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Launched as the rebellious voice of mac users in India in 1995, the Iconoclast column by niyam bhushan soon evolved into tackling bigger IT issues. With the same irreverence.

Iconoclasts on apple macintosh.

Iconoclasts on mainstream IT.

Click for all iconoclasts.

Iconoclasts on mainstream IT.

  1. Ghost in the Machine

  2. ClearType or ClearHype

  3. Frank Einstein

  4. The PC is dead

  5. Quills on Arrows

  6. Another Brick in the Wallpaper

  7. Even Bigger than the Internet

  8. Shoot at sight

  9. Digital Wombs

  10. The Millennium of Contentment

  11. Know Where?

  12. Get your money back from Microsoft. Conditions apply.

  13. Wanna break free?

  14. Opening the Gates to Freedom.

  15. The price of learning

  16. Mortals with Portals

  17. Burn all GIFs

  18. Kaun Banega Bill Gates

  19. Gunning for Adobe?

  20. Paper Tigers?

  21. Cobwebs

  22. Another byte at Apple, Anyone?

Note: Some of these articles are also available in PDF format, and require you to download and install Acrobat Reader 5 or above.


Another Brick

in the Wallpaper

We don’t need no education?
Circa July 1999

Everybody has been extolling the internet as an incredible education tool. A few schools, colleges and professional and vocational institutes even within India are presenting strategies and showcases of how they intend tapping into the vast potential of the internet for education.
But how good is the internet for education? Or rather, the more pertinent question to ask is, how good is the education system for internet? The question may astound you, but think carefully. Deep rooted in our whole Indian social and education system is a clever system of dependency. Parents are dependent on schools and colleges to impart quality education to their children. Students are dependent on their teachers, private tutors and professors for their education. Even vocational and professional skills can only seem to be imparted through the NIITs, Aptechs, and fashion design & interiors polytechnics that hound us the moment we unfold the newspaper in the morning. Proclaims NIIT rather boldly, “If you are not studying at NIIT, you are missing something.”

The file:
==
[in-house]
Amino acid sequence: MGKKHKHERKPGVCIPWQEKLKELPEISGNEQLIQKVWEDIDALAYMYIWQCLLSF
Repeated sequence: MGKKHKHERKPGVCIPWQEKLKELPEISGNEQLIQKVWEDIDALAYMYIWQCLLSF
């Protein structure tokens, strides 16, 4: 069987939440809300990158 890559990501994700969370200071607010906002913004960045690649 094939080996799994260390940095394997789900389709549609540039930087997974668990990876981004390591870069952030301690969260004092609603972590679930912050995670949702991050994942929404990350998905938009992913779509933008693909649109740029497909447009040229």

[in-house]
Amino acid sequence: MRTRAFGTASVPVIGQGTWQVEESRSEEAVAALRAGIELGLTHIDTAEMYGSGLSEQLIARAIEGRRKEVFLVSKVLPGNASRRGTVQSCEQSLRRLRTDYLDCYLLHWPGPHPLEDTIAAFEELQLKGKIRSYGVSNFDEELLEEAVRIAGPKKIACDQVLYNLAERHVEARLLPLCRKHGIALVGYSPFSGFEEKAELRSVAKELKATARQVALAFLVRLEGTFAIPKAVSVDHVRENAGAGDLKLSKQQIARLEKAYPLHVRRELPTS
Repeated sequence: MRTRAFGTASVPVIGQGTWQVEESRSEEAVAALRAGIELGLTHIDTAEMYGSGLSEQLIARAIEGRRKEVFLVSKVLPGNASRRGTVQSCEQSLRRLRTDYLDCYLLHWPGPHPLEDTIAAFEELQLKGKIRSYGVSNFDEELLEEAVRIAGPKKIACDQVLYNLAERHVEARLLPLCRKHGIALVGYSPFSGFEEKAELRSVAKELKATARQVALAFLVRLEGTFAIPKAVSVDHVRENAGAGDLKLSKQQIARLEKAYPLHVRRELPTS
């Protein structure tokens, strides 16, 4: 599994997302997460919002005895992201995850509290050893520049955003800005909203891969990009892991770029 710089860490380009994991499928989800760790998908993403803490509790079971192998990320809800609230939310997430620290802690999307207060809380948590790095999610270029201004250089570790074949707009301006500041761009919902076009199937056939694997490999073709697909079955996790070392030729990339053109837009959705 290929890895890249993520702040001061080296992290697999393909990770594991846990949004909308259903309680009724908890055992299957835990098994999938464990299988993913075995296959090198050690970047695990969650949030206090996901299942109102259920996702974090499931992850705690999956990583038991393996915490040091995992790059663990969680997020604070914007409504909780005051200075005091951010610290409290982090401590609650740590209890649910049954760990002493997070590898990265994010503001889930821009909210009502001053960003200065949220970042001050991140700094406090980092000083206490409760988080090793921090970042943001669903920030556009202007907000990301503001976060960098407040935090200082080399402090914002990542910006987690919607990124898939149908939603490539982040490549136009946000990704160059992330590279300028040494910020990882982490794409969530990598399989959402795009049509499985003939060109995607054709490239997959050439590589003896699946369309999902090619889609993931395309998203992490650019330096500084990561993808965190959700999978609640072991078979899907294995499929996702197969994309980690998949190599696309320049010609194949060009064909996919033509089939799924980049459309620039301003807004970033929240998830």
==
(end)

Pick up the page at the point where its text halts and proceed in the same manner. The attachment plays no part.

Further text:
Spare the Zen-stick
Even though schools, colleges, and other institutes have libraries and course books, students are taught to be dependent on their teachers private tutors. In fact, the Indian education system is a long legacy from kindergarden to even Post-graduation and beyond, where the teachers and professors play wet nurse to their students. What is missing at the core is a simple basic tenet of zen philosophy: Nothing can be taught, it can only be caught. The responsibility has to shift from the teacher to the student first, before any significant learning can take place. The second tenet is even more profound: They day you stop learning, you stop living. This is a total contrast to our system of acquiring certificates, diplomas and degrees to proclaim our education and knowledge, and then with the end of formal education, all learning seems to stop.
I often ask educationists and trainers in India what would happen if all schools, colleges, institutes were somehow shut down for 100 years. Would ‘intelligence’ take a nose-dive? Many educationists believe that the yearning for learning will not end in such a scenario. People would still end up discovering things for themselves, somehow educating themselves and acquiring skills for commerce and trade. No wonder it is often seen that a roadside mechanic has equal or more skills and expertise then a freshly qualified engineer in repairing cars, for example. Or that an unqualified master weaver is much more experienced and talented in both the design and production of his textile than fashion institute graduates. Several great thinkers like Edison, Einstien, and even Jawaharlal Nehru studied on their own or through private tutors, acquiring extraordinary knowledge and skills in the process.
This is where the internet steps in, or multimedia ‘edutainment’ titles, for that matter. These encourage a more personal, self-paced, and self-learning process of education. The key here is self-motivation. In a new, radical approach for the next millenium, educationists and education institutions within the system would have only one simple task: firing the imagination and thirst for knowledge within students. Teachers and trainers would only have to work at unblocking mental and emotional blocks within students to learning, and further sharpening their natural faculties of curiosity, inquiry, thinking, and even awe and wonder about life. That ignited alone is enough. Then the internet won’t just be looked at as a potential education tool, but as a blessing. Check out the hits from around the world on the NASA, Discovery, and related websites for instance, to see what I mean.

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12 August 2004 © niyam bhushan